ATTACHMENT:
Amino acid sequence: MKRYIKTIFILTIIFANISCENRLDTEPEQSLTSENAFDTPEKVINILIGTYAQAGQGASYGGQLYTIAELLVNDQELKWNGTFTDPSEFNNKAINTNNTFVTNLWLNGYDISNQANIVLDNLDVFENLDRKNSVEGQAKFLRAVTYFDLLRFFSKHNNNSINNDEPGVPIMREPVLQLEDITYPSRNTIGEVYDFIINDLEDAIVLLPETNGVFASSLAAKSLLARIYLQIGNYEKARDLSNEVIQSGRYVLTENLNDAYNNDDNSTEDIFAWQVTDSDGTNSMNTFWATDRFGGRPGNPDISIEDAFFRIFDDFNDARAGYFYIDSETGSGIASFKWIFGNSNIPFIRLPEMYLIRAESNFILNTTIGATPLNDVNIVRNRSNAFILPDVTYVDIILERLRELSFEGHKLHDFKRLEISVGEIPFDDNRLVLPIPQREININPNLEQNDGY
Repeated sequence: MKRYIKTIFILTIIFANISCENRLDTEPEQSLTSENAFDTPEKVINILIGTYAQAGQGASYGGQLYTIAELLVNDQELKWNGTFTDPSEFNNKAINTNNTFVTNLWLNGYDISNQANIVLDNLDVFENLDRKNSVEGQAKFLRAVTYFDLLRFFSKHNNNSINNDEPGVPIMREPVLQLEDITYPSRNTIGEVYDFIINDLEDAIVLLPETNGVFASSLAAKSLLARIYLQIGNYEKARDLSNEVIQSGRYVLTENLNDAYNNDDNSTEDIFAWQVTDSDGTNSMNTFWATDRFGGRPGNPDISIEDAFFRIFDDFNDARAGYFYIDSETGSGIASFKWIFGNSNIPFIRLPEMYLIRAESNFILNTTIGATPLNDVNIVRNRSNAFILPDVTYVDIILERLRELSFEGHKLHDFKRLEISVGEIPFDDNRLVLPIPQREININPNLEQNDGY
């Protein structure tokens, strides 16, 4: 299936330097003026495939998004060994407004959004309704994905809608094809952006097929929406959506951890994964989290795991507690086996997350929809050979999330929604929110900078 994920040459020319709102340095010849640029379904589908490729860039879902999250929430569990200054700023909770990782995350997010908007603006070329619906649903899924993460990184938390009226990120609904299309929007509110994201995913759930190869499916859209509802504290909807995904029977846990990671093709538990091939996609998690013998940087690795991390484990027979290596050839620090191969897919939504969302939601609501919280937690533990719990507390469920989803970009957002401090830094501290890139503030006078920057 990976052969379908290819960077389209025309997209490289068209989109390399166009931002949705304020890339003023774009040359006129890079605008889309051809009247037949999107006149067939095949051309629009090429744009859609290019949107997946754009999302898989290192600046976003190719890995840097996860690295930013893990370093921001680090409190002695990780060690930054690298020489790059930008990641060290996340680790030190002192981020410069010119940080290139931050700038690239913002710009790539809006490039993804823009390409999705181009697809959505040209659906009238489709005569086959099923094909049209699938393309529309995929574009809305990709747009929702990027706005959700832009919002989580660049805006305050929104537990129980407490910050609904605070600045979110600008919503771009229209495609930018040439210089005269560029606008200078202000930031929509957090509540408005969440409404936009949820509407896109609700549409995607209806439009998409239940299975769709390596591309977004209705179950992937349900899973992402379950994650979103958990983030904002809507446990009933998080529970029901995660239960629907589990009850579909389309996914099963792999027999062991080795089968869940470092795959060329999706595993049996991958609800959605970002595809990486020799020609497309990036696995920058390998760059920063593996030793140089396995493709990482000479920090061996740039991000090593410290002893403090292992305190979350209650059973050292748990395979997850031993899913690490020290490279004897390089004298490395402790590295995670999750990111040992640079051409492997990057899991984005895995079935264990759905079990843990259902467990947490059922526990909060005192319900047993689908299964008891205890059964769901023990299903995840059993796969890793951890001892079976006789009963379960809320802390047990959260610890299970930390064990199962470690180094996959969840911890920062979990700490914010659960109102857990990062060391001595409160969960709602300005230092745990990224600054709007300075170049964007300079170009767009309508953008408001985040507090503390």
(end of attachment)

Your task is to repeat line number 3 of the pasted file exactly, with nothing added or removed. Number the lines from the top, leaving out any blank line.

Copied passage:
């Protein structure tokens, strides 16, 4: 299936330097003026495939998004060994407004959004309704994905809608094809952006097929929406959506951890994964989290795991507690086996997350929809050979999330929604929110900078 994920040459020319709102340095010849640029379904589908490729860039879902999250929430569990200054700023909770990782995350997010908007603006070329619906649903899924993460990184938390009226990120609904299309929007509110994201995913759930190869499916859209509802504290909807995904029977846990990671093709538990091939996609998690013998940087690795991390484990027979290596050839620090191969897919939504969302939601609501919280937690533990719990507390469920989803970009957002401090830094501290890139503030006078920057 990976052969379908290819960077389209025309997209490289068209989109390399166009931002949705304020890339003023774009040359006129890079605008889309051809009247037949999107006149067939095949051309629009090429744009859609290019949107997946754009999302898989290192600046976003190719890995840097996860690295930013893990370093921001680090409190002695990780060690930054690298020489790059930008990641060290996340680790030190002192981020410069010119940080290139931050700038690239913002710009790539809006490039993804823009390409999705181009697809959505040209659906009238489709005569086959099923094909049209699938393309529309995929574009809305990709747009929702990027706005959700832009919002989580660049805006305050929104537990129980407490910050609904605070600045979110600008919503771009229209495609930018040439210089005269560029606008200078202000930031929509957090509540408005969440409404936009949820509407896109609700549409995607209806439009998409239940299975769709390596591309977004209705179950992937349900899973992402379950994650979103958990983030904002809507446990009933998080529970029901995660239960629907589990009850579909389309996914099963792999027999062991080795089968869940470092795959060329999706595993049996991958609800959605970002595809990486020799020609497309990036696995920058390998760059920063593996030793140089396995493709990482000479920090061996740039991000090593410290002893403090292992305190979350209650059973050292748990395979997850031993899913690490020290490279004897390089004298490395402790590295995670999750990111040992640079051409492997990057899991984005895995079935264990759905079990843990259902467990947490059922526990909060005192319900047993689908299964008891205890059964769901023990299903995840059993796969890793951890001892079976006789009963379960809320802390047990959260610890299970930390064990199962470690180094996959969840911890920062979990700490914010659960109102857990990062060391001595409160969960709602300005230092745990990224600054709007300075170049964007300079170009767009309508953008408001985040507090503390």